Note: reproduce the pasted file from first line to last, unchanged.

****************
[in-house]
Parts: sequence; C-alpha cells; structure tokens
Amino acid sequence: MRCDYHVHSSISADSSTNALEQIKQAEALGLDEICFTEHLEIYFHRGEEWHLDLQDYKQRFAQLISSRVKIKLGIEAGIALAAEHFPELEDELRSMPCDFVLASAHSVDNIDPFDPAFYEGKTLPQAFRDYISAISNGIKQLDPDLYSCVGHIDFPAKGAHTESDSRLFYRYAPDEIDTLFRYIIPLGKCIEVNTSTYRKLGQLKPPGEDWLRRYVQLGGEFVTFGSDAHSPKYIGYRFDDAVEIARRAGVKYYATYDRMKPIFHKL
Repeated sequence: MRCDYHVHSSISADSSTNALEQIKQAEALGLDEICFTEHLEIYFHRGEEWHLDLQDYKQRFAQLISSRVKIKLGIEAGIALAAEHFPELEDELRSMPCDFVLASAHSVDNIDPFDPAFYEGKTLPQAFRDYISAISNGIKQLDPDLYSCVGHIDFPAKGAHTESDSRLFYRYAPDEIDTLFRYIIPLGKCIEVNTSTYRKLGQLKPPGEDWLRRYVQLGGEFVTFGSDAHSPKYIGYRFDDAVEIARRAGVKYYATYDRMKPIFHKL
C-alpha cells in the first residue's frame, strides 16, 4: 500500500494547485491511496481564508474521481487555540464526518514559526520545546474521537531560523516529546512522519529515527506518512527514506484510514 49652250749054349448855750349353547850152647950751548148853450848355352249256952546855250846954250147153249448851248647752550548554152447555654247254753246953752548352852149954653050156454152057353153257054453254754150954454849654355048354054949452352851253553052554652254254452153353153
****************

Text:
[in-house]
Parts: sequence; C-alpha cells; structure tokens
Amino acid sequence: MRCDYHVHSSISADSSTNALEQIKQAEALGLDEICFTEHLEIYFHRGEEWHLDLQDYKQRFAQLISSRVKIKLGIEAGIALAAEHFPELEDELRSMPCDFVLASAHSVDNIDPFDPAFYEGKTLPQAFRDYISAISNGIKQLDPDLYSCVGHIDFPAKGAHTESDSRLFYRYAPDEIDTLFRYIIPLGKCIEVNTSTYRKLGQLKPPGEDWLRRYVQLGGEFVTFGSDAHSPKYIGYRFDDAVEIARRAGVKYYATYDRMKPIFHKL
Repeated sequence: MRCDYHVHSSISADSSTNALEQIKQAEALGLDEICFTEHLEIYFHRGEEWHLDLQDYKQRFAQLISSRVKIKLGIEAGIALAAEHFPELEDELRSMPCDFVLASAHSVDNIDPFDPAFYEGKTLPQAFRDYISAISNGIKQLDPDLYSCVGHIDFPAKGAHTESDSRLFYRYAPDEIDTLFRYIIPLGKCIEVNTSTYRKLGQLKPPGEDWLRRYVQLGGEFVTFGSDAHSPKYIGYRFDDAVEIARRAGVKYYATYDRMKPIFHKL
C-alpha cells in the first residue's frame, strides 16, 4: 500500500494547485491511496481564508474521481487555540464526518514559526520545546474521537531560523516529546512522519529515527506518512527514506484510514 49652250749054349448855750349353547850152647950751548148853450848355352249256952546855250846954250147153249448851248647752550548554152447555654247254753246953752548352852149954653050156454152057353153257054453254754150954454849654355048354054949452352851253553052554652254254452153353153